Former Michigan Gov. Rick Snyder Among Officials to Be Charged in Flint Water Crisis
Former Michigan Governor Rick Snyder is seen testifying on Flint, Michigan's tainted water scandal on Capitol Hill in Washington, DC, March 17, 2016. Saul Loeb / AFP / Getty Images
Former Michigan Gov. Rick Snyder and other state officials face new charges over the Flint water crisis, The Associated Press reported on Tuesday.
Snyder governed Michigan in 2014, when a state-appointed special manager of Flint, Michigan, switched the majority Black city’s water supply to the Flint River. The river’s highly corrosive water was not treated, enabling it to leach lead from aging pipes that contaminated the water system. Bacteria in the water was also blamed for an outbreak of Legionnaires’ disease that sickened at least 90 and killed 12.
“The very fact that people are being held accountable is an amazing feat,” LeeAnne Walters, a Flint mother of four who is credited with exposing the contamination, told The Associated Press. “But when people’s lives have been lost and children have been severely hurt, it doesn’t seem like enough.”
Walters wanted more details about the charges, which are so far unclear. The Associated Press learned from two people with knowledge of the investigation that the state attorney general’s office had informed defense lawyers about pending charges and court appointments.
A source told The Detroit News Tuesday that Snyder, top aide Rich Baird and former health director Nick Lyon would face criminal charges. Former Flint public works director Howard Croft will likely be charged as well, his lawyer confirmed. Indictments of up to 10 people could be announced as soon as Thursday. But the attorney general’s office has said it is not ready to release more information.
“It’s an ongoing investigation,” Courtney Covington, the attorney general’s office spokeswoman, told The Detroit News. “The team is working diligently, though and we do hope to have an announcement on the status of that investigation soon.”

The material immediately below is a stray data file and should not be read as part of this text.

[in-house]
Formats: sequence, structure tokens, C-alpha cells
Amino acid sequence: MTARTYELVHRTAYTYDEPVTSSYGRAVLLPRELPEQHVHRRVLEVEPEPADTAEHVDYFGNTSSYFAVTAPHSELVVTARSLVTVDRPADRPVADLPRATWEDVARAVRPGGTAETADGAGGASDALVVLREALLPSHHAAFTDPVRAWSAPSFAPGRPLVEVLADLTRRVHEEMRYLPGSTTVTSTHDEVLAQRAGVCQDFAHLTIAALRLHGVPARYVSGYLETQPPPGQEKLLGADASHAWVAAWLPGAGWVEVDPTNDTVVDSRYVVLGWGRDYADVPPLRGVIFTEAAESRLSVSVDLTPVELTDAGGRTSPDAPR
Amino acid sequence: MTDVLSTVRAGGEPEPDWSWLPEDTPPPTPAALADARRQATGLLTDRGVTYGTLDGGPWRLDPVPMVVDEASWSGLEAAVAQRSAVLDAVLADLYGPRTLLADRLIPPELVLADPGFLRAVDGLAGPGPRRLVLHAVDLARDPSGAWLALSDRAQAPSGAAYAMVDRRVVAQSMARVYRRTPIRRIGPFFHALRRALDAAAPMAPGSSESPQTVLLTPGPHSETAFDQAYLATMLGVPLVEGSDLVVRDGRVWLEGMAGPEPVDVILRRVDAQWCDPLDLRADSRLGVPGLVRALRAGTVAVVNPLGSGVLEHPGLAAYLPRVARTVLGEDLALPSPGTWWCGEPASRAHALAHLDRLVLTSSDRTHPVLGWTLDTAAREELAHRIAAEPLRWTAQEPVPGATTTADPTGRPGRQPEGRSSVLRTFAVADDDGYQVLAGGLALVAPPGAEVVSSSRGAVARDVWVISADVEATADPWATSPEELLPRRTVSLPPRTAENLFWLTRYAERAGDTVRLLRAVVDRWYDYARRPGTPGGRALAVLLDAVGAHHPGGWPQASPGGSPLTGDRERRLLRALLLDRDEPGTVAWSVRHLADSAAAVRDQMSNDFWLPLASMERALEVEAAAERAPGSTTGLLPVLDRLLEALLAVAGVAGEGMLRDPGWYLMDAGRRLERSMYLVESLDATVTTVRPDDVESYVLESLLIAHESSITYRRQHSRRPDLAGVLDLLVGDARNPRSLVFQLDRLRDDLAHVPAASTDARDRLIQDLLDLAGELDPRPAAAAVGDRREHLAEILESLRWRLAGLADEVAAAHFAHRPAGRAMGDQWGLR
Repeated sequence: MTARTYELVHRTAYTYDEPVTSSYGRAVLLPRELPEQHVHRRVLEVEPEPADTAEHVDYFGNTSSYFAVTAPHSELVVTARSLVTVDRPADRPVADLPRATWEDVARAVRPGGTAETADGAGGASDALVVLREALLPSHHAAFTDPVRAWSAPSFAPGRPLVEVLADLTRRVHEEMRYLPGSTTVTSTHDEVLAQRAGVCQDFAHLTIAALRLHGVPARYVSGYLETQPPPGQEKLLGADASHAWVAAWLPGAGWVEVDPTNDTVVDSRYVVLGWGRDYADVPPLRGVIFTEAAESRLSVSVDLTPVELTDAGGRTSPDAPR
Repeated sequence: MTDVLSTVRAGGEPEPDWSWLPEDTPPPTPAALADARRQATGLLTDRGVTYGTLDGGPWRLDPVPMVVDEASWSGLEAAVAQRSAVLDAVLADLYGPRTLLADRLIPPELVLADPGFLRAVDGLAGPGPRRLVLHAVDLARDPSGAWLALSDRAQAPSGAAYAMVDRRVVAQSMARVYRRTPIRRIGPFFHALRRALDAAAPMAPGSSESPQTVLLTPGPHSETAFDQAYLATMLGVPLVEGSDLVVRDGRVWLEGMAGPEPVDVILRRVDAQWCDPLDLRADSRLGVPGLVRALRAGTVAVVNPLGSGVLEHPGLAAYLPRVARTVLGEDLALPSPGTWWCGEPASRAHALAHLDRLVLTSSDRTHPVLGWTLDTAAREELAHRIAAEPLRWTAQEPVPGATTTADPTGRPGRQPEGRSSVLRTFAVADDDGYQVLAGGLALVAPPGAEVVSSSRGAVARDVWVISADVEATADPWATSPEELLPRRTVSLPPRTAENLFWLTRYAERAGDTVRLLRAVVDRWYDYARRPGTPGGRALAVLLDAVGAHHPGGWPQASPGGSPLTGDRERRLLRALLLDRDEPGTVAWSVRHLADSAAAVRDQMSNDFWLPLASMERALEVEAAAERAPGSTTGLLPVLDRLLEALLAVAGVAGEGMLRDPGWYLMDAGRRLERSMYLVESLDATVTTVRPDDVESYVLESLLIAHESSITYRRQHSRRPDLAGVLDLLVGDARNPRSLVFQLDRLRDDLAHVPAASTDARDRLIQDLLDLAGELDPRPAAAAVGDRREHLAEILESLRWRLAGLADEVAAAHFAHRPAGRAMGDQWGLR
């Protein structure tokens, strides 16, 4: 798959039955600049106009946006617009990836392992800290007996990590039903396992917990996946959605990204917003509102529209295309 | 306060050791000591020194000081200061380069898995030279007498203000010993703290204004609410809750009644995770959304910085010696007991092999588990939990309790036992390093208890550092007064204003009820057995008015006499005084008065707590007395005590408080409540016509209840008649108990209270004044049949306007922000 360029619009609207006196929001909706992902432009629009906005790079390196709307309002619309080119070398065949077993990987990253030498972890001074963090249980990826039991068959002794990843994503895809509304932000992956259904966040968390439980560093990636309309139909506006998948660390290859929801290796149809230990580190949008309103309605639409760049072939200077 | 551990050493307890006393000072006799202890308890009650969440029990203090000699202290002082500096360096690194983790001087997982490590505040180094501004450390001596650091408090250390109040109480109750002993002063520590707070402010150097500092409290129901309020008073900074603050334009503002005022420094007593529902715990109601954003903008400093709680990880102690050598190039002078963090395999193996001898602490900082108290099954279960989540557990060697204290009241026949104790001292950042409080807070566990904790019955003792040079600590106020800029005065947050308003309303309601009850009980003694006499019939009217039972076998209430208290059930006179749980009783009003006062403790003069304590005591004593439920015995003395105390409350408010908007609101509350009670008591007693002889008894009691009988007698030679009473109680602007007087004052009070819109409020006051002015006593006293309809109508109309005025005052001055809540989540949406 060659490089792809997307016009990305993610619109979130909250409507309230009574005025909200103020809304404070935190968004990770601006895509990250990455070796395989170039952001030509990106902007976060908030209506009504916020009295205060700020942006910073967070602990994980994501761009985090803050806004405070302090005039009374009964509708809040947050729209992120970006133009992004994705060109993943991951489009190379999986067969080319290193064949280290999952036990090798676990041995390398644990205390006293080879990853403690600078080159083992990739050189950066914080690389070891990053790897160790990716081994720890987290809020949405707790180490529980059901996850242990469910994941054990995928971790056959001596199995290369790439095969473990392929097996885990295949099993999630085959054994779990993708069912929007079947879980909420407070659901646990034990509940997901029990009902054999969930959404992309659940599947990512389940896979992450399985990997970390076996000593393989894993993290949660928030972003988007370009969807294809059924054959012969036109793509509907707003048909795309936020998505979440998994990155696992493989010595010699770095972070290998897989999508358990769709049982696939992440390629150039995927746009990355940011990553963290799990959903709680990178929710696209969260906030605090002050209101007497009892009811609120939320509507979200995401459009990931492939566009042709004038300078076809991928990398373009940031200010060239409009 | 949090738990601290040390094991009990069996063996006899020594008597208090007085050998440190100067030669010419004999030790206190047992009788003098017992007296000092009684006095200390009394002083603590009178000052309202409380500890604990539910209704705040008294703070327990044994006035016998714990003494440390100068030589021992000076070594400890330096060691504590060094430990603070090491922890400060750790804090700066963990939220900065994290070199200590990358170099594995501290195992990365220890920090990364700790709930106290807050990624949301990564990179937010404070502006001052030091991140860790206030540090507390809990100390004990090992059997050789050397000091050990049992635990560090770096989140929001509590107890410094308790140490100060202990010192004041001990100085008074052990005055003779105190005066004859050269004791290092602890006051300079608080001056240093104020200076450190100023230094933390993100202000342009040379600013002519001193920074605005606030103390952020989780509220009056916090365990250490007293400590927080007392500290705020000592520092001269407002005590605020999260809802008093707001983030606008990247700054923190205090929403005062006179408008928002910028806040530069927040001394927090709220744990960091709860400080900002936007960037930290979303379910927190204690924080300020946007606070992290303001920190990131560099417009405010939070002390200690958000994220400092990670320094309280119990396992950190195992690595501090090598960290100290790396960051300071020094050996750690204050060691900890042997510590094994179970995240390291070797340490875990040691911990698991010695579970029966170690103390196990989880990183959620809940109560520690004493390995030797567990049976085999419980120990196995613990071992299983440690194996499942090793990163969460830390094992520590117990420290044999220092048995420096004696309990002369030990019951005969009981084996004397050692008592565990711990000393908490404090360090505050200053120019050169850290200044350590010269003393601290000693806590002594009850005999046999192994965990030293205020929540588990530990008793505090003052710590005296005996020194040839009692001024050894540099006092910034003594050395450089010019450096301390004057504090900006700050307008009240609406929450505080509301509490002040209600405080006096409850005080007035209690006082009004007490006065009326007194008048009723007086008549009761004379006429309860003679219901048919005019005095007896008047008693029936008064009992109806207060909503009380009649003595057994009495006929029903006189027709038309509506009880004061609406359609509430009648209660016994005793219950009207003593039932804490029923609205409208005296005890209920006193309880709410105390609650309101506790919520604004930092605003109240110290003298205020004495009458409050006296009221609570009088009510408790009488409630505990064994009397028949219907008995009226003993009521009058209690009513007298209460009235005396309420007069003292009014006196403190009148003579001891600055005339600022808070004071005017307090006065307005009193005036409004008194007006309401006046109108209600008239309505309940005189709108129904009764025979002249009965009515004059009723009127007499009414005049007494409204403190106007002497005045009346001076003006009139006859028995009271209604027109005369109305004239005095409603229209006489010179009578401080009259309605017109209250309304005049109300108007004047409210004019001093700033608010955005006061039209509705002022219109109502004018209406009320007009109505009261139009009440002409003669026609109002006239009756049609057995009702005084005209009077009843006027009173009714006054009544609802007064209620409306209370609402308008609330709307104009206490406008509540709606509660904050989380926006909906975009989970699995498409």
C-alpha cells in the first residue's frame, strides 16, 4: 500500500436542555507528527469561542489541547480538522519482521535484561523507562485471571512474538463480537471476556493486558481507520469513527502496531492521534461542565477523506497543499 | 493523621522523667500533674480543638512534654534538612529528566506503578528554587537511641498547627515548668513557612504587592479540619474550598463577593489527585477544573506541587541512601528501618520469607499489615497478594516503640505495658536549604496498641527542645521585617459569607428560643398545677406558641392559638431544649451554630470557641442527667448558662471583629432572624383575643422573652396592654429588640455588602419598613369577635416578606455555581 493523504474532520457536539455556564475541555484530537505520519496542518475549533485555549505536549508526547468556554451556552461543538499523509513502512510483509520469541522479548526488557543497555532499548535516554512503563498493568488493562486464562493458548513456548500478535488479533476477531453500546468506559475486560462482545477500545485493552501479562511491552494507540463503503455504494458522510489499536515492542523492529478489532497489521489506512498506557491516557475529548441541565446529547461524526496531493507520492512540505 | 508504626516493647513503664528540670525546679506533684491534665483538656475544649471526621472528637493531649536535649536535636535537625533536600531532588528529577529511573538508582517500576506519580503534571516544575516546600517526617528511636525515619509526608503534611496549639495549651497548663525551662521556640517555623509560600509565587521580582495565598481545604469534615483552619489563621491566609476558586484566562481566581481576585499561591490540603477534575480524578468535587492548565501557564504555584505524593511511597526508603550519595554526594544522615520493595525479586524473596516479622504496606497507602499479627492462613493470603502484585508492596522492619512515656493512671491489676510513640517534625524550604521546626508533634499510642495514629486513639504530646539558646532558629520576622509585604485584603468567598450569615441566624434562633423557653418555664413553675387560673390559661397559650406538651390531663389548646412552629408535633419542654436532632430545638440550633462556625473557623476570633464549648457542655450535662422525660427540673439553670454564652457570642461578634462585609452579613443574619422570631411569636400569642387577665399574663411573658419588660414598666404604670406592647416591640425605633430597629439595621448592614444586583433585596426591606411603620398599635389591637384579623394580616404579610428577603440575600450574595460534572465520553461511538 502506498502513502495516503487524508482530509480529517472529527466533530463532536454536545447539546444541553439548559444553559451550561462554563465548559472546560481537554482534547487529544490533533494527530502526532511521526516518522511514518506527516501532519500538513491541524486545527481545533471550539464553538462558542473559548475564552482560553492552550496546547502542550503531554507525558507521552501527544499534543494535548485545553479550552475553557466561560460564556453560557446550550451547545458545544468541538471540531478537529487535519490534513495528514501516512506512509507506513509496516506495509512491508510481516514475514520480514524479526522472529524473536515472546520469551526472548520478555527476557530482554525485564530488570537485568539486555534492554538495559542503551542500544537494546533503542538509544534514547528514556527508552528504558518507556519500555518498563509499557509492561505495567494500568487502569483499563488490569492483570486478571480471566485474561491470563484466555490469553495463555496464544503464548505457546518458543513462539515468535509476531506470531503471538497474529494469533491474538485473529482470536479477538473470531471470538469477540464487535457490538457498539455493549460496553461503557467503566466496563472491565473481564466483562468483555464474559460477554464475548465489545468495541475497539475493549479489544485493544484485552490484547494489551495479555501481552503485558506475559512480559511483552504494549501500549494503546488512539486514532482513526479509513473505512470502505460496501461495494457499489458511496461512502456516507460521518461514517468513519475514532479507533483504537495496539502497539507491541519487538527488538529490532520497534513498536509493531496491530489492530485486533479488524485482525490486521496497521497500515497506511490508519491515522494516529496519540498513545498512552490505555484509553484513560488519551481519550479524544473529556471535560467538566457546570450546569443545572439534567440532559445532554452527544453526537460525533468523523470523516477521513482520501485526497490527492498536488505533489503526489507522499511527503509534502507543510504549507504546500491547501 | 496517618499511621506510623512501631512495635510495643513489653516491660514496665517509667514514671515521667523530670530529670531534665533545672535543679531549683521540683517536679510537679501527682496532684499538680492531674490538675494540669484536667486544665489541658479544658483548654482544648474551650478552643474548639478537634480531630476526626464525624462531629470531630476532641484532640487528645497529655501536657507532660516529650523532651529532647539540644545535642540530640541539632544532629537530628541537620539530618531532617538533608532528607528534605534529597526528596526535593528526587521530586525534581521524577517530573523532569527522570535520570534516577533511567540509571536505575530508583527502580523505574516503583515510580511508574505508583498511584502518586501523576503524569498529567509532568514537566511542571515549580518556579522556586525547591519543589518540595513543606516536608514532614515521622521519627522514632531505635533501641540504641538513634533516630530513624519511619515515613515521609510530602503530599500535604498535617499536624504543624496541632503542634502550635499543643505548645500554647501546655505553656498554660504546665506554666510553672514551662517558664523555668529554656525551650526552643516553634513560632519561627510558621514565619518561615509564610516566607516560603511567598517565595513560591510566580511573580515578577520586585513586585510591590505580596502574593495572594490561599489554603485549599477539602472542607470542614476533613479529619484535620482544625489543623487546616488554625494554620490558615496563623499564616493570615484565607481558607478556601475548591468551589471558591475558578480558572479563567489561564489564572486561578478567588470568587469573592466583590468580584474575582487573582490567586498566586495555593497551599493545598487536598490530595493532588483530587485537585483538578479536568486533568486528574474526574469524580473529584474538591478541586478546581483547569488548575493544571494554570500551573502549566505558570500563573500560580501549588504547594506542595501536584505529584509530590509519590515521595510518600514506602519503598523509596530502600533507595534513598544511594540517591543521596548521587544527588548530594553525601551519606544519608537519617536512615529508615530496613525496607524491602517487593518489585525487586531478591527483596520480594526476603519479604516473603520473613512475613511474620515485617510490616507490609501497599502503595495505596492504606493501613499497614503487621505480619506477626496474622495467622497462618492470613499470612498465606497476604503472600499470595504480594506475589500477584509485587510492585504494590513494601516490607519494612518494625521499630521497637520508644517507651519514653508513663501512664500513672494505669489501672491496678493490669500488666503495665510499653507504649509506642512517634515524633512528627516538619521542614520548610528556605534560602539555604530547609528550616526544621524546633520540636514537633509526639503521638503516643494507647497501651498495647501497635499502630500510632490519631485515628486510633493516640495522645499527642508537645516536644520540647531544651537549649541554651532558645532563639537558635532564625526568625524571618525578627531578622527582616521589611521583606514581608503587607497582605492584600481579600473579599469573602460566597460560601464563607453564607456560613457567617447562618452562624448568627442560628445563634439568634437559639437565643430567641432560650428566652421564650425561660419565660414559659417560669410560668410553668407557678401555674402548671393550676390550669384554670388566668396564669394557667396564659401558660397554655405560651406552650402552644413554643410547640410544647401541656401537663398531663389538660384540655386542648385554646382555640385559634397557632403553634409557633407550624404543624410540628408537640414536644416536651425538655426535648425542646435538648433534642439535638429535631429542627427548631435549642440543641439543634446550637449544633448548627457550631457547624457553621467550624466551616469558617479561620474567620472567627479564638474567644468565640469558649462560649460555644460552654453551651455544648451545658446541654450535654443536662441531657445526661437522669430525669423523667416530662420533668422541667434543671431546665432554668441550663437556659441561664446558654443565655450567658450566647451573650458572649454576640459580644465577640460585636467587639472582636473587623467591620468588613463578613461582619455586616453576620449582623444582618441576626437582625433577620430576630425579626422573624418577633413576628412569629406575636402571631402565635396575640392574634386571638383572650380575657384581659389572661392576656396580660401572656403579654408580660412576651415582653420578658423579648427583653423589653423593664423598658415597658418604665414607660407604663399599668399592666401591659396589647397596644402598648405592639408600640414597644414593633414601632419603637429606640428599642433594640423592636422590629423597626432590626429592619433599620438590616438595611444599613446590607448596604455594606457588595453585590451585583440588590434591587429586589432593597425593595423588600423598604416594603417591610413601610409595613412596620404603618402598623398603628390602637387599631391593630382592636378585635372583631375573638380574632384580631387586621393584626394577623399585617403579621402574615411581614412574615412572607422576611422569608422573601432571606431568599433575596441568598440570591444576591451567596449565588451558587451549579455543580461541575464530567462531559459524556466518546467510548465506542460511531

The new charges would be part of an investigation into the Flint water crisis instigated by prosecutors working for Attorney General Dana Nessel. A previous investigation launched by former Republican Attorney General Bill Schuette had already charged Lyon, among others, but Nessel’s office decided to drop all previous charges in 2019 and start over, arguing that there were major problems with the initial investigation.
Snyder’s lawyer spoke out against any potential charges, arguing they were politically motivated.
“It is outrageous to think any criminal charges would be filed against Gov. Snyder. Any charges would be meritless,” attorney Brian Lennon said in a written statement reported by CNN. “Rather than following the evidence to find the truth, the Office of Special Counsel appears to be targeting former Gov. Snyder in a political escapade.”
However, there is already some evidence Snyder knew more about the crisis than he claimed. In mid-January 2016, he told reporters he had just learned about the Legionnaires’ outbreak, The Associated Press reported. But his urban affairs adviser Harvey Hollins later told a judge that Snyder had been informed on Christmas Eve 2015.
Flint politicians and activists spoke out in favor of Snyder’s conviction.
“It’s just wonderful. It’s finally here. It’s hitting me right now,” former Flint Mayor Karen Weaver told The Detroit News. “It’s about time. All evidence pointed to him that he knew, that he knew what was going on. It was a cover-up for 18 long months that something was going on with Flint and the water.”
The criminal investigation is separate from a 0 million settlement that the state of Michigan reached with victims in August 2020.
In the meantime, Flint is still repairing its infrastructure. Current Flint Mayor Sheldon Neeley told the Detroit Free Press that a project to replace all lead home service lines was almost finished, with less than 500 left to be excavated.
“Our community has been through a tragedy it never should have faced, but Flint is strong and we will continue moving forward,” Neeley told the Detroit Free Press.
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